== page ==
Jensen has largest war chest in sheriff’s race

Daily Post Staff Writer

In the race for Santa Clara County Sheriff, retired Capt. Kevin Jensen has taken a commanding lead in fundraising over Palo Alto police Chief Robert Jonsen.

Community leaders in Palo Alto are split on who to support. Jensen received $250 from Dennis Burns, the police chief from 2009 to 2016, and $150 from Daryl Savage, a member of Palo Alto Human Relations Commission.

Jonsen received the maximum $1,000 donations from Councilwoman Alison Cormack, developer John McNellis and Silicon Valley Bank founder Roger Smith.

Jonsen has raised $41,009 so far this year, while Jensen brought in $118,025, according to campaign paperwork filed yesterday.

Add in last year’s donations, and Jensen has raised four times as much as Jonsen.

The other two candidates in the race — Sgt. Christine Nagaye and Sgt. Sean Allen — haven’t had their fundraising forms published by the Registrar of Voters.

The four candidates are running in the June 7 primary to replace Sheriff Laurie Smith, who is stepping down after 24 years amid allegations of bribery and mismanaging the jail. If nobody gets 50% of the vote, then the top two candidates will face off in November.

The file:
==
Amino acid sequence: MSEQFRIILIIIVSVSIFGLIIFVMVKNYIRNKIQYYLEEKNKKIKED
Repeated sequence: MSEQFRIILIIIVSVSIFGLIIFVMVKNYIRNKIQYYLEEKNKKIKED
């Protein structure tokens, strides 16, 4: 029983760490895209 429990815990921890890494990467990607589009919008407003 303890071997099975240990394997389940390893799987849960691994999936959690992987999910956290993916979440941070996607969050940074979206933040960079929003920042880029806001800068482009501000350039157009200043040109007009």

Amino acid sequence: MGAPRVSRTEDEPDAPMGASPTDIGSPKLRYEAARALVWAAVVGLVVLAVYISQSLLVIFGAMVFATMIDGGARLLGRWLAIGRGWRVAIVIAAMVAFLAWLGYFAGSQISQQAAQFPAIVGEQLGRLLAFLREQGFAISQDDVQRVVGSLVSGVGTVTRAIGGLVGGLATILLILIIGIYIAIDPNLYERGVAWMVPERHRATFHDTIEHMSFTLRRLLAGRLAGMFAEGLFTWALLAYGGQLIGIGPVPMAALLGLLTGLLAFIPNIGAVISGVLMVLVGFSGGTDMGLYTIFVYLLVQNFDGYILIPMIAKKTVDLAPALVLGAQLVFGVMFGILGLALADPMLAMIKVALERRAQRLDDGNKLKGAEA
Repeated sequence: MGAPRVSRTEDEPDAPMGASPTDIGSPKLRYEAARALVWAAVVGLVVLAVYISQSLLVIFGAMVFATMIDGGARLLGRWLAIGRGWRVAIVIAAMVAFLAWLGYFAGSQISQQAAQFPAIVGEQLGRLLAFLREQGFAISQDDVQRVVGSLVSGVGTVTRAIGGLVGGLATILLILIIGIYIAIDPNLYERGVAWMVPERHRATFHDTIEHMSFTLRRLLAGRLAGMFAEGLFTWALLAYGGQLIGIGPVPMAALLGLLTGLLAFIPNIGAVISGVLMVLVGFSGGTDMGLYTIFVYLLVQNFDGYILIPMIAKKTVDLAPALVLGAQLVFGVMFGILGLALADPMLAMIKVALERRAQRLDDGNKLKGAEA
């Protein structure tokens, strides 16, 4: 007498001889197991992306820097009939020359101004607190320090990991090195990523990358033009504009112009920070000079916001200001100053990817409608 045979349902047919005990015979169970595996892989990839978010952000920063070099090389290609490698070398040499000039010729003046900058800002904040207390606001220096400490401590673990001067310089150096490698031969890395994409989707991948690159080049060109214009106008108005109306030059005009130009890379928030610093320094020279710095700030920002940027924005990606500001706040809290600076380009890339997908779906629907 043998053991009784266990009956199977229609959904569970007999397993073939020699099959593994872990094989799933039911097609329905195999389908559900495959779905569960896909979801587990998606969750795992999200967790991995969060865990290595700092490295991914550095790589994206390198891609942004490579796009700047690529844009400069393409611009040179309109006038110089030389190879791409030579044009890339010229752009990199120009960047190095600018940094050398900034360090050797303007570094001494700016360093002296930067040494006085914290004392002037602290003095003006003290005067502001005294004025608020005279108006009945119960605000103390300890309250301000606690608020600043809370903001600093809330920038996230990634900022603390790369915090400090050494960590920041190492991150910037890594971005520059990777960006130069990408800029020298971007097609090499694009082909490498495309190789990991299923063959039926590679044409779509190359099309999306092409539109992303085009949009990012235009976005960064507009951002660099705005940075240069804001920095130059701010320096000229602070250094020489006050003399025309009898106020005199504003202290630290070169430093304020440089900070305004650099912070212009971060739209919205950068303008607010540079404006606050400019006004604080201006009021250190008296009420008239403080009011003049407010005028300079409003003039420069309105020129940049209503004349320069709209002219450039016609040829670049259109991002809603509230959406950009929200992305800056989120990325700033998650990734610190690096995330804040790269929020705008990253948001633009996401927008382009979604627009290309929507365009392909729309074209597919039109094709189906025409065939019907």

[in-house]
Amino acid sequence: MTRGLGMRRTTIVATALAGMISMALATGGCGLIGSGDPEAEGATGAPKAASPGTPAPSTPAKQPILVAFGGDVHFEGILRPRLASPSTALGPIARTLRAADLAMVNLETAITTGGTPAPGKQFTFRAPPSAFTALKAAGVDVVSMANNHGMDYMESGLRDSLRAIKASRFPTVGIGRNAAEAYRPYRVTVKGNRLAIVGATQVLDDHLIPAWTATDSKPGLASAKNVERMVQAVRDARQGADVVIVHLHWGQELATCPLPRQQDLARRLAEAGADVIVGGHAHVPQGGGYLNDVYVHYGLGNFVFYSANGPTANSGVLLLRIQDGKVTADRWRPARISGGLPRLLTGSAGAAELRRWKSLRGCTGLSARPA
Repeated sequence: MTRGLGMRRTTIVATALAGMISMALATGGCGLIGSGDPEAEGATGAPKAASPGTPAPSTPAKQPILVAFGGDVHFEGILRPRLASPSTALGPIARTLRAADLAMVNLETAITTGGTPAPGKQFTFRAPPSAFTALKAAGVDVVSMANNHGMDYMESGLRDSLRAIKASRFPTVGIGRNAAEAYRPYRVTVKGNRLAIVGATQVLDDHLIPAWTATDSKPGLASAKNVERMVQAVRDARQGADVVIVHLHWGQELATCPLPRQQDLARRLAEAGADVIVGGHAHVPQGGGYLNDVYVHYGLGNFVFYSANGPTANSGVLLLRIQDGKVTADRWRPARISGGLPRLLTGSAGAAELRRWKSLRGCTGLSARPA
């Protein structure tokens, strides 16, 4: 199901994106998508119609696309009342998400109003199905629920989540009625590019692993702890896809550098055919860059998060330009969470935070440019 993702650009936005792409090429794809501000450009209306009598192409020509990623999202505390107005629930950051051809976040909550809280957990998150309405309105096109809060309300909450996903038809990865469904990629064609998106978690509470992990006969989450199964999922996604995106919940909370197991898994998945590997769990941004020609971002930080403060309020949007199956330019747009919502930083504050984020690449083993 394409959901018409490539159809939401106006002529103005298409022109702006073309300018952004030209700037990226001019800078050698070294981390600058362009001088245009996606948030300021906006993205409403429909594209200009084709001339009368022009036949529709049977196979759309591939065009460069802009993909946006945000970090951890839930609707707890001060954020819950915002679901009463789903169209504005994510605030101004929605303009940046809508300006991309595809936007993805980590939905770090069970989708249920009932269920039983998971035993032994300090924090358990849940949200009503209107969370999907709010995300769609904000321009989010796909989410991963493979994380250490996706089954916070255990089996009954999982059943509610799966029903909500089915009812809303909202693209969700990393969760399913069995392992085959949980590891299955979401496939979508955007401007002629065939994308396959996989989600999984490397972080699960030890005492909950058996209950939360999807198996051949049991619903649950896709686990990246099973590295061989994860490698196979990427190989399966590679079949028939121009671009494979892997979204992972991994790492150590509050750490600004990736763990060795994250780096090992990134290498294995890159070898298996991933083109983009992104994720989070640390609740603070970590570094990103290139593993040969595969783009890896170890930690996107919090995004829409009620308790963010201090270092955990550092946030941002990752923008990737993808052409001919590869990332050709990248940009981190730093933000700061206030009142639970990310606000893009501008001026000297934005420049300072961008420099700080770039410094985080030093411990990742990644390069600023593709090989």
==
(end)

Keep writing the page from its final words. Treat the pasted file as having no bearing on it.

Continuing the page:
Jensen’s donations are more from San Jose, where he moved last year from the Grass Valley area.

Several unions — including deputy sheriffs, firefighters, county managers and plumbers — donated Jensen $1,000.

All four candidates are running to reform the sheriff’s office, but they each have different backgrounds and ideas for turning things around.

The candidates

Jensen, who lost to Smith in 2014 with 41% of the vote, says he was fought against corruption in the sheriff’s office for decades, and he now teaches classes on ethics.

Jonsen says his long tenure with the Los Angeles County Sheriff’s Department gives him the right experience, and he points to changes he made as chief in Menlo Park and Palo Alto, such as establishing a psychiatric emergency response team. He is retiring from Palo Alto on July 24 after four years in charge.

Nagaye, who works in the jail, says she is the most progressive candidate in the race, and the only one who isn’t from the old school of policing. She says she wants to improve transparency by un-encrypting police radios.

Allen says he has seen both sides of the criminal justice system because he was wrongfully arrested in San Jose when he was 19. As a jail deputy for 32 years, Allen says he has written up several of his fellow officers and watched the complaints go nowhere.